Judging Dog Shows in Australia

The Australian Judges Training and Education Program

To enter the judges training scheme in Australia you must be at least 18 years of age, have belonged to an Australian National Kennel Council member organization for a minimum of 10 years, bred at least three litters under your own or a shared prefix and bred at least two champions under your own or a shared prefix.

You also must have become a ring steward at least two years prior to applying and have stewarded on at least six occasions. In addition, you need to have demonstrated a history of ongoing commitment to dog showing by being involved in dog club administration at least two years prior to applying to join the scheme.

Once you meet these criteria and have been approved to enter the Aspiring Judges Training Program, you must attend lectures as determined by your state’s controlling body, pass a theory examination on rules and regulations, anatomy, glossary of terms, ethics, judging procedure and show management.

When aspiring judges have passed the theory examination, it is expected that they will undergo a practical examination that may be on the aspiring judge’s primary breed. There will be a class consisting of five dogs each of either sex and all over the age of 6 months.
Three ANKC accredited examiners will assess the aspiring judge’s placements and will independently decide to pass or fail the person based on whether the better dogs are placed in the front and the lesser dogs in the rear. The candidate’s explanations are important in this process. A “pass” from only two of the three judges is required to pass the test.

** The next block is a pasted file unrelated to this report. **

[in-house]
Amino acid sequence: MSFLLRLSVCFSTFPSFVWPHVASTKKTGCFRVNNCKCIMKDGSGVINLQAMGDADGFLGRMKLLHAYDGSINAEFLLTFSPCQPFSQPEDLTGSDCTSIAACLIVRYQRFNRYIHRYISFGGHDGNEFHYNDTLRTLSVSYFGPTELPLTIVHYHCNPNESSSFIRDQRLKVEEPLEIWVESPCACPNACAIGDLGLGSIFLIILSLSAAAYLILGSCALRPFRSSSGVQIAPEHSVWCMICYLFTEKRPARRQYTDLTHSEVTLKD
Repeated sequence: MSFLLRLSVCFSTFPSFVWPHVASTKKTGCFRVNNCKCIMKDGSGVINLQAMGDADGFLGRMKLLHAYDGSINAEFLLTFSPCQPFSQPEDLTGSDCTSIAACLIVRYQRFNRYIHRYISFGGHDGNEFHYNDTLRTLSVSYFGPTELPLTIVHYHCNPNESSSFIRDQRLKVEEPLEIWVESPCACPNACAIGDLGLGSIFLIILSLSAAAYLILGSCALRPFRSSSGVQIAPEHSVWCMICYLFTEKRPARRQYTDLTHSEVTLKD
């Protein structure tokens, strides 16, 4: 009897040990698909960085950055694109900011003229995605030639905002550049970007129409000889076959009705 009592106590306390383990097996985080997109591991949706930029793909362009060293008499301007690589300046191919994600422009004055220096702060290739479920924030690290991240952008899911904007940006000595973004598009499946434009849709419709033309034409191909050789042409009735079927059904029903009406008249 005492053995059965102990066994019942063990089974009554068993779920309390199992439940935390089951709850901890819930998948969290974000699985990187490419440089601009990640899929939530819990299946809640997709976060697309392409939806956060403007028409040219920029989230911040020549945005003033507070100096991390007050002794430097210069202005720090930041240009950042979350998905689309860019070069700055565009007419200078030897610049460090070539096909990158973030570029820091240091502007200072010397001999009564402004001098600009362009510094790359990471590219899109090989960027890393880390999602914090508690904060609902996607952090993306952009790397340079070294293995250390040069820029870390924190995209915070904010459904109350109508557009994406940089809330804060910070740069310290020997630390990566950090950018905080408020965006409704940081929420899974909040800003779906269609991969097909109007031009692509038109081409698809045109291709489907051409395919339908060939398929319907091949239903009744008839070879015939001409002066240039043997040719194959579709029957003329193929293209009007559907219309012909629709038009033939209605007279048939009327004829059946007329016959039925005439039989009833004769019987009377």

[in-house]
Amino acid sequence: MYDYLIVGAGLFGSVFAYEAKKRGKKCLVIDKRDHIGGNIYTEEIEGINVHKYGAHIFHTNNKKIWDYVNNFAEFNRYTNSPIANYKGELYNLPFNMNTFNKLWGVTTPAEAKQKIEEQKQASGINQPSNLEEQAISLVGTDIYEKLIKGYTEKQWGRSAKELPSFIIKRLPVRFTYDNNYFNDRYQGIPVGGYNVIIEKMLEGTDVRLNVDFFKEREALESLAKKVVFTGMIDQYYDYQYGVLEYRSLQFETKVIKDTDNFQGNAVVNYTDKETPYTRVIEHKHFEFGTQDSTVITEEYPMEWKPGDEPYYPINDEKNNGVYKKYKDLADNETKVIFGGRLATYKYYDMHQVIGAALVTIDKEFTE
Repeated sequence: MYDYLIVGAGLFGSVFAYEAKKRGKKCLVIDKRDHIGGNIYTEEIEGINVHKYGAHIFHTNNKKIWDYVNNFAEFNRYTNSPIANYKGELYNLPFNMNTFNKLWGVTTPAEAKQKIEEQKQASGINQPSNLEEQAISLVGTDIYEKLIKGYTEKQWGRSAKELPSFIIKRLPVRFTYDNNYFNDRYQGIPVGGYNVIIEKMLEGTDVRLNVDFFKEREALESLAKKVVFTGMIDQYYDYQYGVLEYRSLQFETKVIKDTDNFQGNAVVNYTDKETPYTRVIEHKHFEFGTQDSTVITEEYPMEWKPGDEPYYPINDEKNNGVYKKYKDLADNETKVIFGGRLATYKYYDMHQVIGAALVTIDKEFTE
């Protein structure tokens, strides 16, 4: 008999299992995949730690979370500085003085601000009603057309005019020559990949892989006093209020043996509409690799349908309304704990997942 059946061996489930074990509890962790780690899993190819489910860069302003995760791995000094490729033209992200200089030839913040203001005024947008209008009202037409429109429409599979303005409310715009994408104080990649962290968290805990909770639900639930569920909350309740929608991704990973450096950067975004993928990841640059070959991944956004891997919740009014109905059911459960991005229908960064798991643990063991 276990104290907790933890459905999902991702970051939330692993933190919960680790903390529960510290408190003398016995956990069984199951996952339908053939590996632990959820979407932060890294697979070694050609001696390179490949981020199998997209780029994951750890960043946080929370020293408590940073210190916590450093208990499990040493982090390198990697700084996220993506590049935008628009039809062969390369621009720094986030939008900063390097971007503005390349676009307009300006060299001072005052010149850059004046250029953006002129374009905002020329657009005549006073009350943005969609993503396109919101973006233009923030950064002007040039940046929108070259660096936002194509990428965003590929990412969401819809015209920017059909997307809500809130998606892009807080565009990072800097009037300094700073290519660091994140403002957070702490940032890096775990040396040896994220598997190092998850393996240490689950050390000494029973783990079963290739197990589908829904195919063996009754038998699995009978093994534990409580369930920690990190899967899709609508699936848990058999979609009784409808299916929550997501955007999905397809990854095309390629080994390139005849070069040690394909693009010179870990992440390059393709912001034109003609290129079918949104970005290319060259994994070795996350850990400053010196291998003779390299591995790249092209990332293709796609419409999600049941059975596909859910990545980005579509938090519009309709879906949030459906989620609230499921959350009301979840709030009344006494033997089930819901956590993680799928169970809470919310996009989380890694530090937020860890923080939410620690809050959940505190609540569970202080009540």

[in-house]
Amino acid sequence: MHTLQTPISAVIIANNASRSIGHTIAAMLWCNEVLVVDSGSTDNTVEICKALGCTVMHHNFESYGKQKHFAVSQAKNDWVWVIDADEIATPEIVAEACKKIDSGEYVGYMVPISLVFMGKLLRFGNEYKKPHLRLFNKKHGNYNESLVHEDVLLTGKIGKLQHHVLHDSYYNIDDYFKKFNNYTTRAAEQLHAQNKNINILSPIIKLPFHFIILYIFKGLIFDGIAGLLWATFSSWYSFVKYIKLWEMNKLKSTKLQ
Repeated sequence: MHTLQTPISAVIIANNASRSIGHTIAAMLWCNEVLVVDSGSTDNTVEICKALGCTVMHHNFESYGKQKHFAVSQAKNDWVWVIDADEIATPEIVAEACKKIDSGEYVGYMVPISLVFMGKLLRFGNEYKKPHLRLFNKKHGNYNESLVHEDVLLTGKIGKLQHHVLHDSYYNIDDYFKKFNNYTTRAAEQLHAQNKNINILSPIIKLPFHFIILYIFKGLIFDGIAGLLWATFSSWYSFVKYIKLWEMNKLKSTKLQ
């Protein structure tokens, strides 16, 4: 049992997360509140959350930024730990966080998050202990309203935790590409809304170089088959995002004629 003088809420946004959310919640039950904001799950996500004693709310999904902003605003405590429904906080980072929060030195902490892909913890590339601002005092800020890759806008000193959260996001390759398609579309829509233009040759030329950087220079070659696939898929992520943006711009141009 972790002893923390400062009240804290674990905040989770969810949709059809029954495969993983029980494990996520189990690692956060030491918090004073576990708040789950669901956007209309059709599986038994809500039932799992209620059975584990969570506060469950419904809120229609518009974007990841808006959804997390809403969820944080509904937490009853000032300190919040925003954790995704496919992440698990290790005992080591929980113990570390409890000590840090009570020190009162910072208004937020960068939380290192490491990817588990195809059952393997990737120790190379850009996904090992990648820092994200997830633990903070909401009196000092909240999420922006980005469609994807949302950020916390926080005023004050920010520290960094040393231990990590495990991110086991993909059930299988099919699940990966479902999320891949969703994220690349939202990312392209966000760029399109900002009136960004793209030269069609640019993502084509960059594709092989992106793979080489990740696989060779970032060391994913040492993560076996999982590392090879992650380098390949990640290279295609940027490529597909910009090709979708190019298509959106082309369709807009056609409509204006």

Once the theory and practical examinations have been passed, an aspiring judge may then take a Group Entrance theory examination for his or her chosen Group. This examination will consist of multiple choice questions on the breeds in this Group. Trainees enter the scheme to seek a license for an entire Group rather than individual breeds.

There is provision in the training scheme for those who wish to obtain only a single-breed license. They must enter the scheme the same way as above and undergo a similar single-breed test as above, but shall undergo a more stringent theory examination on the breed chosen.

The basic ANKC Judges Training and Examination Scheme is adopted by all member bodies, which are expected to be consistent with their interstate counterparts as far as possible. However, in practice there are variations from state to state, and the ANKC scheme is mainly used as a guideline in terms of the way trainees must judge or examine the prerequisite number of dogs before they qualify for a practical examination.

Some states run “open shows” (shows where champions may not compete and where championship points are not awarded) in order for trainee judges to obtain hands-on experience. Other states arrange other events to assist trainee judges to examine and gain the required number of dogs.

Having passed the Group Entrance theory examination, the aspiring judge becomes a trainee judge. He or she must attend breed lectures, field events and seminars as arranged by the State ANKC member body. This includes attending a lecture on every breed in the Group at least once during the two years before applying for a practical examination to be licensed for the Group.